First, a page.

"How many pages have I produced? I don't care. Are they any good? I don't even think about it. All that matters is I've put in my time and hit it with all I've got. All that counts is that, for this day, for this session, I have overcome Resistance." –Steven Pressfield
How many words can you crank out in an hour if you’re not editing? If you’re just putting words on the page as fast as you can think them? A thousand? Two thousand?
Try this: Sit down at your desk with your writing implements – computer or pen and paper—and look at the clock. Crack your knuckles, flex your fingers, yawn, take a drink of water, and look at the clock again. Ready? Set the timer for fifteen minutes and start writing. Don't stop to think, to ponder, to craft some great metaphor, just fling words at the page as fast as you can type. If you run into something you need to research, make brackets around a generalization and plan to come back later when you’re allowed to think. If you don’t know what happens next, skip a few lines and start writing what you can see no matter where it is in the story.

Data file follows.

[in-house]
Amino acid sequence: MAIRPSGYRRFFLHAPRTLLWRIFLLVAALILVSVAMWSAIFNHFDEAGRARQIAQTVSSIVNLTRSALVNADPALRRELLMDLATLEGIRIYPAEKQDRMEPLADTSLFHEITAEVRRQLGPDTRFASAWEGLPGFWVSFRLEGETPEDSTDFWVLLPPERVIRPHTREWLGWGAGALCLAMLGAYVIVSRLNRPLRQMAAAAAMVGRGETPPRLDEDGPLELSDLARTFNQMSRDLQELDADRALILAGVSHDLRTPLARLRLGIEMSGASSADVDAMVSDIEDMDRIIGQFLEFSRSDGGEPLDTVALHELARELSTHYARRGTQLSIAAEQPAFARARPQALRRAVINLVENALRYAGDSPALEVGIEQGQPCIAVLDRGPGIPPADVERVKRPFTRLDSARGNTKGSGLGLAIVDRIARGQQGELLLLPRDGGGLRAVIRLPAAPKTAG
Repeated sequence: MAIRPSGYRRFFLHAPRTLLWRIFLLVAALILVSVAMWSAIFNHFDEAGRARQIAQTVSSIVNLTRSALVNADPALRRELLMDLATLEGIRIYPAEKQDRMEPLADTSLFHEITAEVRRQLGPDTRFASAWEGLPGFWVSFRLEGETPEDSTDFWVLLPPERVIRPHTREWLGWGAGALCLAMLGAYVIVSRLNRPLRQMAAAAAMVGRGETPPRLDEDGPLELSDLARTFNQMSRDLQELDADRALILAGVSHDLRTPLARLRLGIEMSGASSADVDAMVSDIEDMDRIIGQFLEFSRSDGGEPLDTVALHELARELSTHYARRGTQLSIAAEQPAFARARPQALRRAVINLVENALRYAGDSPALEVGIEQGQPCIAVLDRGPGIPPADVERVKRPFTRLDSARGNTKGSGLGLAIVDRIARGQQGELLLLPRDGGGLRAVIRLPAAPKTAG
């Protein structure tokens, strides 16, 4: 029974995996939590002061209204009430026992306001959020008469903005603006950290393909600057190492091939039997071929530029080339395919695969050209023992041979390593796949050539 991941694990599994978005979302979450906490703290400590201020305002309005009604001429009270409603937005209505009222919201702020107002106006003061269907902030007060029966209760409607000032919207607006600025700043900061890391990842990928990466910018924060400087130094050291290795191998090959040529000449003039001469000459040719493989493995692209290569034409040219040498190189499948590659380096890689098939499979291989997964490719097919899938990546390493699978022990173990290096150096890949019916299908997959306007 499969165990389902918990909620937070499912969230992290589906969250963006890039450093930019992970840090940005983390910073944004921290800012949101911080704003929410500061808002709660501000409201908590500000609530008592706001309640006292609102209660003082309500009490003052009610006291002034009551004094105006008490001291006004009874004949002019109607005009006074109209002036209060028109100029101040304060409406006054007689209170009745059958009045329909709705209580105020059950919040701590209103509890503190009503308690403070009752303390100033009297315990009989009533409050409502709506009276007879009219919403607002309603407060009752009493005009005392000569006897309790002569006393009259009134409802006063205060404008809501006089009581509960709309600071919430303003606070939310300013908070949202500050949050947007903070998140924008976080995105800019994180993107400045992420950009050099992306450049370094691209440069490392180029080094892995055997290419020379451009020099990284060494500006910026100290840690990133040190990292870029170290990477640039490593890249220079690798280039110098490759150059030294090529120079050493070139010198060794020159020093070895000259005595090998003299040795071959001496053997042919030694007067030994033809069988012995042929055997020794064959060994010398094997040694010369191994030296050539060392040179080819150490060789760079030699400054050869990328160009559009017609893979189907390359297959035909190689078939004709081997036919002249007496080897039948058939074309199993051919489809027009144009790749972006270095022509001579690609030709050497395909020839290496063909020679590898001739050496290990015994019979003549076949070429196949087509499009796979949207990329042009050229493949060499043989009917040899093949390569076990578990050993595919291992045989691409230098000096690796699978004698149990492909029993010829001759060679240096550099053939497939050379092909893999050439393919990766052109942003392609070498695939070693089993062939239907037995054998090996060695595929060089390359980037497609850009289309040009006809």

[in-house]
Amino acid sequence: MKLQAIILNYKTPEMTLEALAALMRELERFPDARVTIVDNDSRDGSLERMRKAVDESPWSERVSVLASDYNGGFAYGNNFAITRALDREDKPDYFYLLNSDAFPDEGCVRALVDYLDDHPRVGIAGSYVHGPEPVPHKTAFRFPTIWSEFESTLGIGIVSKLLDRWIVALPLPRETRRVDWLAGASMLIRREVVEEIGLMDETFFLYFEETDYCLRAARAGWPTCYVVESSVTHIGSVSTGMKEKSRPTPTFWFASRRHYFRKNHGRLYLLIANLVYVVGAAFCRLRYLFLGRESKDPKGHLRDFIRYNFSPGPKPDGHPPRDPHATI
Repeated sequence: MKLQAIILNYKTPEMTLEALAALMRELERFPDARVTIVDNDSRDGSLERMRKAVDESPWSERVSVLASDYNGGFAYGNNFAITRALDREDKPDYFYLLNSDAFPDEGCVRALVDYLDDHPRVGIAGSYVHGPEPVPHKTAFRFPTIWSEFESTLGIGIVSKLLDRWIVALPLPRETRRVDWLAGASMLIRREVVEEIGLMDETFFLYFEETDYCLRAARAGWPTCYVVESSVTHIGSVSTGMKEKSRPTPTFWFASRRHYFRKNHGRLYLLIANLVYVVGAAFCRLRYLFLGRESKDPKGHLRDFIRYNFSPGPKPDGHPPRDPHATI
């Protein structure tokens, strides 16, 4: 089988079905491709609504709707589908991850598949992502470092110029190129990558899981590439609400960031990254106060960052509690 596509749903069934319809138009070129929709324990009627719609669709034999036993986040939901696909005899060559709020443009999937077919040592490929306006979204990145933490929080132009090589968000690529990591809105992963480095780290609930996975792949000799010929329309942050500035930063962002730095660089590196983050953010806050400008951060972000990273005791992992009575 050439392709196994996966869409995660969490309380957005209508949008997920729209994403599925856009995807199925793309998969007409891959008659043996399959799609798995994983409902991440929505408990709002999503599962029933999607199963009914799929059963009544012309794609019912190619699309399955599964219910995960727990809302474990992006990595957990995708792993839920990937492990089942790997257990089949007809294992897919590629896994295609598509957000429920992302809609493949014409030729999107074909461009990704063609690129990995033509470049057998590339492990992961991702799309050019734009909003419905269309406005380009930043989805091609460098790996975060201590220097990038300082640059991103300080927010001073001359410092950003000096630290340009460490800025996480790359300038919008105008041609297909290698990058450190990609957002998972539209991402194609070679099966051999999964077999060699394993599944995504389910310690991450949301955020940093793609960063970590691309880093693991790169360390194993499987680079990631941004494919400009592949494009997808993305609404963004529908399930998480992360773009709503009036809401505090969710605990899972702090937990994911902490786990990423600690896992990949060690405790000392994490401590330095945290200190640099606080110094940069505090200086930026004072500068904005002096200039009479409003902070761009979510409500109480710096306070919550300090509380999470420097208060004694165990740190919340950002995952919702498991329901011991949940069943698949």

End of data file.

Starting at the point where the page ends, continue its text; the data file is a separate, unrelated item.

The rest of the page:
When the timer dings, count your words. If you’re using a computer it’s easy to check the word count. If you’re writing longhand, count the number of words in 5 random lines (not sentences, lines). Find the average. Then count the number of lines you filled during your timed writing and do the math. Close enough is good enough. How many words were you able to write during that time? Now do the math again to find out how long it will take you to write 1666 words.
Every day during NaNo, set the timer for the amount of time you know it will take to write 1700 words, then get busy meeting your deadline. If you know how long it takes to get your word count, you won’t be thinking about editing until the timer dings.
Now you don’t have to worry about how many pages or if they’re any good. Just go with the timer. Once a week check your word count and maybe do a bonus session if you need to stay on target.
You can do it.